Poor customer service is tarnishing Apple's image in India
A report on Tuesday illustrates Apple's struggle to offer high quality after-sales service to customers in India, a product for which the company is known globally but is unable to provide due to strict retail laws in the country.
A recent survey conducted by Mumbai-based analysis firm RedQuanta found customers are less willing to recommend Apple products and services than smartphone competitors Samsung and Xiaomi, reports BuzzFeed News.
After interviewing 550 customers at 80 authorized service centers, RedQuanta assigned Apple an abysmal score of -22, one of the lowest logged by the analyst. Offering perspective on the score, RedQuanta associate vice president of sales strategy Anushree Tapuriah said any rating above zero is considered "good."
Apple received low marks for customer satisfaction, issue resolution and empathy of store staff to customers and their problems, with 60 percent of respondents calling employees of authorized shops "arrogant," the report said.
"The entire process seemed very transactional and non-personal, which isn't expected from a brand like Apple in the rest of the world," said Tapuriah.
Apple does not operate first-party stores in India due to government regulations that require foreign retailers to source at least 30 percent of goods sold from domestic suppliers. This means customers are deprived access to the Genius Bar and first-party service centers, forcing them to rely on third-party providers that are not managed directly by Apple.
Speaking with Apple customers in the region, BuzzFeed paints a bleak picture of Apple's support structure in India, one that stands in stark contrast to the typically positive experience enjoyed by users in other countries.
Authorized service providers are supposed to follow Apple's after-sale policies, though some reportedly sidestep warranties and enact their own pricing by erroneously claiming devices are damaged, the report said. Customers sometimes complain of long turnover times for relatively routine repairs like battery replacement, a process that can be completed at an Apple store in under a day. Managers at repair chain iZenica blames the delays on Apple, which requires third-party shops order parts direct.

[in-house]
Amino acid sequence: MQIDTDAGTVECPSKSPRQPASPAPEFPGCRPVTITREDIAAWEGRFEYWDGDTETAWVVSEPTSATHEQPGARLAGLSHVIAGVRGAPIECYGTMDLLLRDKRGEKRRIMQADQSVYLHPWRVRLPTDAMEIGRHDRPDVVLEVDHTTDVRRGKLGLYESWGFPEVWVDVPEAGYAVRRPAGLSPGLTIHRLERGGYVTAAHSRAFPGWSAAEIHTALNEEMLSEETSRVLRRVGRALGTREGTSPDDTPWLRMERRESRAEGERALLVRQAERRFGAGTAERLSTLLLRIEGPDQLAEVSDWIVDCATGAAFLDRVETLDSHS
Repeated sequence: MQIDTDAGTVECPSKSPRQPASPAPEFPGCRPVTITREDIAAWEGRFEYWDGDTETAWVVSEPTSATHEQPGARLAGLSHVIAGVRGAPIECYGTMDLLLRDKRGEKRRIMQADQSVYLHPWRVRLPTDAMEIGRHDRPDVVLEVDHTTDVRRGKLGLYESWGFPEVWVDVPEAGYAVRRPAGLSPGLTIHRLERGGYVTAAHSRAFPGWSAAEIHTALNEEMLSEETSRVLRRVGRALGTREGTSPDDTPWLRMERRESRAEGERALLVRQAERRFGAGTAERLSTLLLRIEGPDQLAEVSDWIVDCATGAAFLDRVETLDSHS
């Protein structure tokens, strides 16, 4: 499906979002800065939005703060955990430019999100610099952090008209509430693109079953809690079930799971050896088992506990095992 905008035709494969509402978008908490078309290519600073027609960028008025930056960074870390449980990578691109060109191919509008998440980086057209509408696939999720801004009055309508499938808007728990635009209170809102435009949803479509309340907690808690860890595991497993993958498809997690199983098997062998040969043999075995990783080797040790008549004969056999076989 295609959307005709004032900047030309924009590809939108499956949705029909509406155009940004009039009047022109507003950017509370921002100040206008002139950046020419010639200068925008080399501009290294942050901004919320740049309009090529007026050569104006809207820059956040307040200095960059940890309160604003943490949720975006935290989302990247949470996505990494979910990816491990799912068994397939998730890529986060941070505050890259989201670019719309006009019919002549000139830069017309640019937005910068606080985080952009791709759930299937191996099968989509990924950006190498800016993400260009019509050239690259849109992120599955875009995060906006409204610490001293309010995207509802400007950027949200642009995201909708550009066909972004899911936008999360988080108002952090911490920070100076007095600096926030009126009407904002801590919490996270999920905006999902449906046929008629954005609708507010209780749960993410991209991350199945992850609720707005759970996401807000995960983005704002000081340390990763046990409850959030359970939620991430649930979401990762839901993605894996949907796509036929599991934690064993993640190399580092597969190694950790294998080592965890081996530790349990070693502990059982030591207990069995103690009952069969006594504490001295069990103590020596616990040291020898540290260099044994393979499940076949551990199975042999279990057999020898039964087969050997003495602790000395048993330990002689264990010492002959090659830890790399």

Owners of out-of-warranty products are perhaps more susceptible to the whims of networked service chains. As they are not bound by Apple's pricing policies, authorized repair shops are free to charge markups on parts or charge diagnostics fees, the report said. Further, certain service providers in India do not guarantee that the repair of an out-of-warranty device will be successful.
The situation is so fraught with uncertainty that customers are at times compelled to reach out to Apple directly. It appears, however, that Apple's hands are tied. In one email correspondence highlighted by BuzzFeed, a customer was told to service their outside of India or, alternatively, send it to an acquaintance living in a country where direct Apple servicing is available.
RedQuanta's survey arrives at a pivotal moment for Apple, which is scrambling to find a growth strategy to offset slumping iPhone sales in China. India was a potential stand-in, but recent estimates at the end of 2018 placed Apple's share of the Indian smartphone market at a minuscule one percent, down from two percent a year prior. Reports suggest revenues are also far off Apple's expectations, with the company generating $1.8 billion over its fiscal 2018. Executives were shooting for $5 billion in revenue by 2020.
Apple is working to bring its own retail operations, and with it repair outlets, to India, but negotiations have yet to bear fruit. In January 2018, India loosened its sourcing requirement for single-brand retailers, potentially paving the way for official Apple stores in the country's most populous cities. Currently, however, India customers are still served by locally owned and operated authorized resellers.
In the near term, Apple is reportedly looking to open so-called "premium" franchise stores to better serve its customer base. Still, with comparatively high prices due to import taxes and a less than stellar reputation for after-sales service, Apple faces an uphill battle to make a splash in the world's second-largest smartphone market.